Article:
The freshman earnedthe“Best Use of Maps as a Primary Source” prize from the National History Day competition in Massachusetts.
West Roxbury, Mass.—Last month, freshman TJ Elrodfelt a special sense of pride when hetookhomehisNational History Day contest prize.His inspirationfor the project—which took home the award for thecompetition’sbest use of maps as a primary source—occurredwell over a yearbefore he began.
Last July in Warsaw, Poland,to be exact.
For 10 dayslast year, TJ and his familyhadtravelled to Poland on a family vacation.TJ, then a rising 8thgrader at Catholic Memorial School,saidthe trip proved a once-in-a-lifetime opportunity to explore his interest inWorld War II. So, duringtheirstayin Warsaw, his parents took TJto the Warsaw UprisingMuseum,where a photo of nurses helping Polish soldiers grabbed TJ’s attention.
“That to me was the picture of the uprising,” TJ said.
“It was a citizen’s dutyto help one anotherand everyone was involved: children, mothers, fathers, everyday people.”
Theimage remained fresh inhisheadwhen he returned to schoolmonths later.The imagealso made it an easydecision forhimto choosea topicfor National History Day(NHD)in Ms. Barbara Flynn’s 8thgrade "History of Boston" course.
The theme for the 2020 contestwas“Breaking Barriers,”andTJsaid he couldn’t have thought of a better topic than theWarsaw Uprising.
“[My project] was such a perfect opportunity because it was all about breaking barriers,” TJ said.
“Those who participated in the uprisings saw it as this opportunity to break the barriers of Nazi oppression, so, to me, I couldn’t have found a more perfect topic for the theme.”
Sponsored by the Massachusetts Historical Society, Massachusetts History Day is the state affiliate of the National History Day (NHD) competitionsponsoredby the University of Maryland. More than 6,000 students in grades 6-12 enter the state competition each year.And, each year,students from the 8th grade“History of Boston”courseat CMsubmit their own projectsto the contest, a requirement thatMs. Flynn, a member of the History and Social Studies Department, added to the curriculum seven years ago.
After selecting a topic, studentsmustconsultprimary sourcesto write a research paper andthencreate a documentary, exhibit, performance, or website based on their research.According to TJ, Ms. Flynn provided him with the research methods needed tofind as much information about the Warsaw Uprising as possible.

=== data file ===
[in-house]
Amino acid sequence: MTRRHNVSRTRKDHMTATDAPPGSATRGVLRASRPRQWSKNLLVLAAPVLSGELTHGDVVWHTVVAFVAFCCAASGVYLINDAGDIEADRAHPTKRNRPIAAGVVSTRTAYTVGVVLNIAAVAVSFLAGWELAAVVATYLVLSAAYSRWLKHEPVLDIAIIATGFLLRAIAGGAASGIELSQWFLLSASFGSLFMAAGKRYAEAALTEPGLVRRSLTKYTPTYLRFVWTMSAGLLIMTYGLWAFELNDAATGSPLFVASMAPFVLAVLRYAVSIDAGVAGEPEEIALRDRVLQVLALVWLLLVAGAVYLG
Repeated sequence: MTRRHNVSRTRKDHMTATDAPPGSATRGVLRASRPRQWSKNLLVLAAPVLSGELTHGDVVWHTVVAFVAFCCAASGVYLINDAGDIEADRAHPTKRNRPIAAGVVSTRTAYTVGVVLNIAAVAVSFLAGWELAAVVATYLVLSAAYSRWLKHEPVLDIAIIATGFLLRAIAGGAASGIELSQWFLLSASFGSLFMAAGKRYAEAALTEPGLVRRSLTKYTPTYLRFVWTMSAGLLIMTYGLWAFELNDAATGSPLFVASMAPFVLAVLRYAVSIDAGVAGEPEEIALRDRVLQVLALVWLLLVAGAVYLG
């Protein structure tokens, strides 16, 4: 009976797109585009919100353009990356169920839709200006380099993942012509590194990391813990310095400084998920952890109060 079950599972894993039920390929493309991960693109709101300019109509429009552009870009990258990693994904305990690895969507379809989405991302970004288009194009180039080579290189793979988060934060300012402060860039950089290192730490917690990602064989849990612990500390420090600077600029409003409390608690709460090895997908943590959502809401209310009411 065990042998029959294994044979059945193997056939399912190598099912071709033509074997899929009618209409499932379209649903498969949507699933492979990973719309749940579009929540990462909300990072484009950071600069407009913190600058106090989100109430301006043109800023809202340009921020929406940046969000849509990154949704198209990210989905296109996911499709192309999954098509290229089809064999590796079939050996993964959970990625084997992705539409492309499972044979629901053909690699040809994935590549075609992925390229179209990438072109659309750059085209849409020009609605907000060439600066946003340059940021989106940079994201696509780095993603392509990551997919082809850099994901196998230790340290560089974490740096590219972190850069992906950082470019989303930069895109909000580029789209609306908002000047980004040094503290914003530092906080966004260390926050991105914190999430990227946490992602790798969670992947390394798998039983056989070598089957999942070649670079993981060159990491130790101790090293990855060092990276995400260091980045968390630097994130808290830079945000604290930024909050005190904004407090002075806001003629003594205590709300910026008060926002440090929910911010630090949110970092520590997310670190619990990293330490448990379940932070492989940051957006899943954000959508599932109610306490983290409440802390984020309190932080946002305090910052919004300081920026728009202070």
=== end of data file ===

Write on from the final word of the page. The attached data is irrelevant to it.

“[Ms. Flynn]was the woman who helped me get all the information, tie it together to the theme, and explore presenting the information in a really appealing way,” TJ said.
“Without her intuitive process, it would have been a lot more of a clunkier presentation and much less interesting.”
TJ created his own websitedisplayingthe maps of theuprising, using the source information he had gathered earlier. Using captions to identify the position of insurgents, TJpresentedan innovative, tech-savvyway of broadcasting his love forWorld War IIhistory.
“It was fantastic to see [TJ] get so excited about a topic,” Ms. Flynn said.
“NHD usually has a sample of listed topics. But I love it when students go off on their own. It makes them more invested in the project and trains them to think outside the box.”
When TJ submitted his project in February, hiswebsite garneredplenty ofattention. TheBoston Public Library's Norman Leventhal Map Society nominated the projectas one ofitstop candidates for the best use of maps as a primary sourceprizeawardedby National History Day.
Months later in early August, TJreceivedthemapsprize, joining several otherCM studentstoreceiveawardsfrom NHDin 2020.Thoseadditional prize recipients includedJialinChen, whowon first place in the junior divisionfor his website on the Space Race,andfreshmen Declan Smyth andDaniel Gaffney, whoboth earned the National History Society’s prize for Excellence in a Project on Maritime History.
“I'm really proud of the way my students performed in the contest this past year,” Ms. Flynn said.
“I’m even more excited to see what this year brings.The one positive that has come out ofthis pandemic isthat we’re more on board with technology thaninyears past.That gives us so much more room for creativity.”
Catholic Memorial, the Christian Brothers School of Boston, prepares boys for college, manhood and a world full of unknown challenges, ambiguity and complex problems and the importance of relationships.